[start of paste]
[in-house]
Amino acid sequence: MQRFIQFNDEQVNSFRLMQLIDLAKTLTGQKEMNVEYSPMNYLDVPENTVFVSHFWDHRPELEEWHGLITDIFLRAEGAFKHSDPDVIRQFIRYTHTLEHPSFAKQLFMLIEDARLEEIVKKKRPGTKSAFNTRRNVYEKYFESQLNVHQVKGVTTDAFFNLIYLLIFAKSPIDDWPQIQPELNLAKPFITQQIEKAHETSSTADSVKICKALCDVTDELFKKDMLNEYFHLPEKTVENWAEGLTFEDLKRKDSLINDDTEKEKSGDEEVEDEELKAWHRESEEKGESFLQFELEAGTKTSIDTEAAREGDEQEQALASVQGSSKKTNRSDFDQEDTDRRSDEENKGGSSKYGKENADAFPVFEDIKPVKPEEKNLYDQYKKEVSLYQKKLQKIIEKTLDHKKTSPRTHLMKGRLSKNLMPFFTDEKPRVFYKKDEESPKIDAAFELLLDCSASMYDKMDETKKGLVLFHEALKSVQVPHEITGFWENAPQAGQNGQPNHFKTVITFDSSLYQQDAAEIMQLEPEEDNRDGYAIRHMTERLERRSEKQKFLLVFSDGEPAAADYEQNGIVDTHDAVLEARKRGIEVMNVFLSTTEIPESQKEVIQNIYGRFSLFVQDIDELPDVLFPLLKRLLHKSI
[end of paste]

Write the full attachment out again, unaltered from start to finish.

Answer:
[in-house]
Amino acid sequence: MQRFIQFNDEQVNSFRLMQLIDLAKTLTGQKEMNVEYSPMNYLDVPENTVFVSHFWDHRPELEEWHGLITDIFLRAEGAFKHSDPDVIRQFIRYTHTLEHPSFAKQLFMLIEDARLEEIVKKKRPGTKSAFNTRRNVYEKYFESQLNVHQVKGVTTDAFFNLIYLLIFAKSPIDDWPQIQPELNLAKPFITQQIEKAHETSSTADSVKICKALCDVTDELFKKDMLNEYFHLPEKTVENWAEGLTFEDLKRKDSLINDDTEKEKSGDEEVEDEELKAWHRESEEKGESFLQFELEAGTKTSIDTEAAREGDEQEQALASVQGSSKKTNRSDFDQEDTDRRSDEENKGGSSKYGKENADAFPVFEDIKPVKPEEKNLYDQYKKEVSLYQKKLQKIIEKTLDHKKTSPRTHLMKGRLSKNLMPFFTDEKPRVFYKKDEESPKIDAAFELLLDCSASMYDKMDETKKGLVLFHEALKSVQVPHEITGFWENAPQAGQNGQPNHFKTVITFDSSLYQQDAAEIMQLEPEEDNRDGYAIRHMTERLERRSEKQKFLLVFSDGEPAAADYEQNGIVDTHDAVLEARKRGIEVMNVFLSTTEIPESQKEVIQNIYGRFSLFVQDIDELPDVLFPLLKRLLHKSI